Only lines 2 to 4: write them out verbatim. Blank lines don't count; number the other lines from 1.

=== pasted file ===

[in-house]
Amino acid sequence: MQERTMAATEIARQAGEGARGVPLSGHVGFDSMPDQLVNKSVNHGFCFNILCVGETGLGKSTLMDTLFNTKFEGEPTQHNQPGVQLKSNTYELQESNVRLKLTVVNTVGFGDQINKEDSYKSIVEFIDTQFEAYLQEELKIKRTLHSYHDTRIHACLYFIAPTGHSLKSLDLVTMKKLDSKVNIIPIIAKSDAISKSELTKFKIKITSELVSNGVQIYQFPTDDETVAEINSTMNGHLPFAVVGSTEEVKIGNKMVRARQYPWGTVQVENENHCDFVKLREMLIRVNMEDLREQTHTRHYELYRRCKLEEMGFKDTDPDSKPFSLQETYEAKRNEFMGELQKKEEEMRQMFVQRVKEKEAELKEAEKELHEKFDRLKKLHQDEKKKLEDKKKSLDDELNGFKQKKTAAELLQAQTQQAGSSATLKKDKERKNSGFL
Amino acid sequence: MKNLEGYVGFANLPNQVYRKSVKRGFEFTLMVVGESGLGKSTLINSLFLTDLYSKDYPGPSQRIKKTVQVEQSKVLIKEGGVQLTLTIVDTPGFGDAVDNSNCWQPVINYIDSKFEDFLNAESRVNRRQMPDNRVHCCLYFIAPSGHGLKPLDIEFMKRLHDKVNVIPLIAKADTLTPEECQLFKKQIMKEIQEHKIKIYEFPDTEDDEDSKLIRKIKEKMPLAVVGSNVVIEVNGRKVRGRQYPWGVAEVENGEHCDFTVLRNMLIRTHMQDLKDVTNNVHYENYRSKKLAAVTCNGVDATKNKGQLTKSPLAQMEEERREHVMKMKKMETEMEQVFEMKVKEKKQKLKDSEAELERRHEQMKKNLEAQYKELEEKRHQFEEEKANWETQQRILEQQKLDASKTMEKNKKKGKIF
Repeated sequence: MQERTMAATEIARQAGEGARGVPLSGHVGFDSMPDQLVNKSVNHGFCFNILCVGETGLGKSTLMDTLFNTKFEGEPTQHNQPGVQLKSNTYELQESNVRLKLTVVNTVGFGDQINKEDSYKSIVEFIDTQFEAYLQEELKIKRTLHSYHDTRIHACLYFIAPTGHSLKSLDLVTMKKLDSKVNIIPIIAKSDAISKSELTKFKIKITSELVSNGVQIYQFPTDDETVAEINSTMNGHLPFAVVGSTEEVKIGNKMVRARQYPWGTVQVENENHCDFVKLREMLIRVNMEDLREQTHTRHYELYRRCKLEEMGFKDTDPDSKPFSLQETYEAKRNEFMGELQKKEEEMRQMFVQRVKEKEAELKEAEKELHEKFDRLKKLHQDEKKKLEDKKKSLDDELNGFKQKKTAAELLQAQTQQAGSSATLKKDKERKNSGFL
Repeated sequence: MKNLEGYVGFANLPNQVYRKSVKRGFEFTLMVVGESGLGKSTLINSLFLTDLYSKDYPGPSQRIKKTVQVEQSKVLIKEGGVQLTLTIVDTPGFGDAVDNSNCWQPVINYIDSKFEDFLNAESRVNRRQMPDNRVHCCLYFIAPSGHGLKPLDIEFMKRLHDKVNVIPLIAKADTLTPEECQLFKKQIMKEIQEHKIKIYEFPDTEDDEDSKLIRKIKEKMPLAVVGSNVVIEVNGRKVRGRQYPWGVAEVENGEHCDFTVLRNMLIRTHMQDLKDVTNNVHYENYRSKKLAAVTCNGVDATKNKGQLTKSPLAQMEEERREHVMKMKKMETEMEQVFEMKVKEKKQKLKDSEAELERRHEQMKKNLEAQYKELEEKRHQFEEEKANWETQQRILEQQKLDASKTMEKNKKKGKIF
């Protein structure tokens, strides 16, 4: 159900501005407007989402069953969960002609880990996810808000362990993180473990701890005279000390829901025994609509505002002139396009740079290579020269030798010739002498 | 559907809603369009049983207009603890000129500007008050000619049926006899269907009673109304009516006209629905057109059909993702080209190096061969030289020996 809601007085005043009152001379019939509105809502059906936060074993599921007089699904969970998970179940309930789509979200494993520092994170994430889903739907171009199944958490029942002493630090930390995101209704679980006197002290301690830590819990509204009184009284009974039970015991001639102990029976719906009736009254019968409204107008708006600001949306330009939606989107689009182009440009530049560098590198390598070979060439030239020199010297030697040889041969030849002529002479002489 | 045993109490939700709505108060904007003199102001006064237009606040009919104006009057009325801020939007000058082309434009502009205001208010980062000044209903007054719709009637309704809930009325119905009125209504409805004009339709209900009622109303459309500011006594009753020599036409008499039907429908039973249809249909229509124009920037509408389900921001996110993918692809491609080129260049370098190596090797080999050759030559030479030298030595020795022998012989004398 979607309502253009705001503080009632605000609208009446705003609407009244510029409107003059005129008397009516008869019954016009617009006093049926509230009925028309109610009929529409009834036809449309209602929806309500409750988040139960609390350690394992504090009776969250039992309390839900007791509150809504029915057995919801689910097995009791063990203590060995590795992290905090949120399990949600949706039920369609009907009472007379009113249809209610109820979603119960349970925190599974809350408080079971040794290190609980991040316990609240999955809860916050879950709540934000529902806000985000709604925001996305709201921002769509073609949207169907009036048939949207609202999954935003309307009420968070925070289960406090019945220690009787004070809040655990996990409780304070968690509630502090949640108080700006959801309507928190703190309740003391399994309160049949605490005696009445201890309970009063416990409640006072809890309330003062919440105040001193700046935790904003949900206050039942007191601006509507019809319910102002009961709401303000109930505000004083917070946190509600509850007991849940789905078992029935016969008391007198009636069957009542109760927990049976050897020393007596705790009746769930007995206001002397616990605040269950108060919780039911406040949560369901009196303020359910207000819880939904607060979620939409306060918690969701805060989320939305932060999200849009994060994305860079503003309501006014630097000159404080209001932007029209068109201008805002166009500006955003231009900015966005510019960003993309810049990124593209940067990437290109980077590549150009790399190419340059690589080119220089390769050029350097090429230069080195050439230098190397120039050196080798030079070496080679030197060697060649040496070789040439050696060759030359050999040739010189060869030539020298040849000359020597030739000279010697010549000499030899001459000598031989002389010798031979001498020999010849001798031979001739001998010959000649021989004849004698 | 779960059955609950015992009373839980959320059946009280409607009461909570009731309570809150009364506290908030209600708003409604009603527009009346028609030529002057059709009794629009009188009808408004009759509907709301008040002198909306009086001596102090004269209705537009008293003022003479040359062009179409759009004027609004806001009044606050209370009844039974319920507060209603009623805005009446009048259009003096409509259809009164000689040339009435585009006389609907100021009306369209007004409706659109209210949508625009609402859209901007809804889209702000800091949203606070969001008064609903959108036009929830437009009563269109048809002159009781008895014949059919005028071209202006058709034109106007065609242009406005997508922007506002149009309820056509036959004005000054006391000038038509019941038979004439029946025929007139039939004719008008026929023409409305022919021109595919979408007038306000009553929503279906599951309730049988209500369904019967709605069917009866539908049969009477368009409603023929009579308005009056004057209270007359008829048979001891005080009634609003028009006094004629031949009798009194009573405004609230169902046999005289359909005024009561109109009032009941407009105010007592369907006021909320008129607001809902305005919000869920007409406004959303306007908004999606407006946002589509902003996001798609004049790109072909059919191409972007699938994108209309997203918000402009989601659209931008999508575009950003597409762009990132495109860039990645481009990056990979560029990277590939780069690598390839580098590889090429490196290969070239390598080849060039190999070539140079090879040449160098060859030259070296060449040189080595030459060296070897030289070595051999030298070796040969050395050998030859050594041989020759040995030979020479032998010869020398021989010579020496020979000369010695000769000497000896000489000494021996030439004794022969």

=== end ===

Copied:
Amino acid sequence: MQERTMAATEIARQAGEGARGVPLSGHVGFDSMPDQLVNKSVNHGFCFNILCVGETGLGKSTLMDTLFNTKFEGEPTQHNQPGVQLKSNTYELQESNVRLKLTVVNTVGFGDQINKEDSYKSIVEFIDTQFEAYLQEELKIKRTLHSYHDTRIHACLYFIAPTGHSLKSLDLVTMKKLDSKVNIIPIIAKSDAISKSELTKFKIKITSELVSNGVQIYQFPTDDETVAEINSTMNGHLPFAVVGSTEEVKIGNKMVRARQYPWGTVQVENENHCDFVKLREMLIRVNMEDLREQTHTRHYELYRRCKLEEMGFKDTDPDSKPFSLQETYEAKRNEFMGELQKKEEEMRQMFVQRVKEKEAELKEAEKELHEKFDRLKKLHQDEKKKLEDKKKSLDDELNGFKQKKTAAELLQAQTQQAGSSATLKKDKERKNSGFL
Amino acid sequence: MKNLEGYVGFANLPNQVYRKSVKRGFEFTLMVVGESGLGKSTLINSLFLTDLYSKDYPGPSQRIKKTVQVEQSKVLIKEGGVQLTLTIVDTPGFGDAVDNSNCWQPVINYIDSKFEDFLNAESRVNRRQMPDNRVHCCLYFIAPSGHGLKPLDIEFMKRLHDKVNVIPLIAKADTLTPEECQLFKKQIMKEIQEHKIKIYEFPDTEDDEDSKLIRKIKEKMPLAVVGSNVVIEVNGRKVRGRQYPWGVAEVENGEHCDFTVLRNMLIRTHMQDLKDVTNNVHYENYRSKKLAAVTCNGVDATKNKGQLTKSPLAQMEEERREHVMKMKKMETEMEQVFEMKVKEKKQKLKDSEAELERRHEQMKKNLEAQYKELEEKRHQFEEEKANWETQQRILEQQKLDASKTMEKNKKKGKIF
Repeated sequence: MQERTMAATEIARQAGEGARGVPLSGHVGFDSMPDQLVNKSVNHGFCFNILCVGETGLGKSTLMDTLFNTKFEGEPTQHNQPGVQLKSNTYELQESNVRLKLTVVNTVGFGDQINKEDSYKSIVEFIDTQFEAYLQEELKIKRTLHSYHDTRIHACLYFIAPTGHSLKSLDLVTMKKLDSKVNIIPIIAKSDAISKSELTKFKIKITSELVSNGVQIYQFPTDDETVAEINSTMNGHLPFAVVGSTEEVKIGNKMVRARQYPWGTVQVENENHCDFVKLREMLIRVNMEDLREQTHTRHYELYRRCKLEEMGFKDTDPDSKPFSLQETYEAKRNEFMGELQKKEEEMRQMFVQRVKEKEAELKEAEKELHEKFDRLKKLHQDEKKKLEDKKKSLDDELNGFKQKKTAAELLQAQTQQAGSSATLKKDKERKNSGFL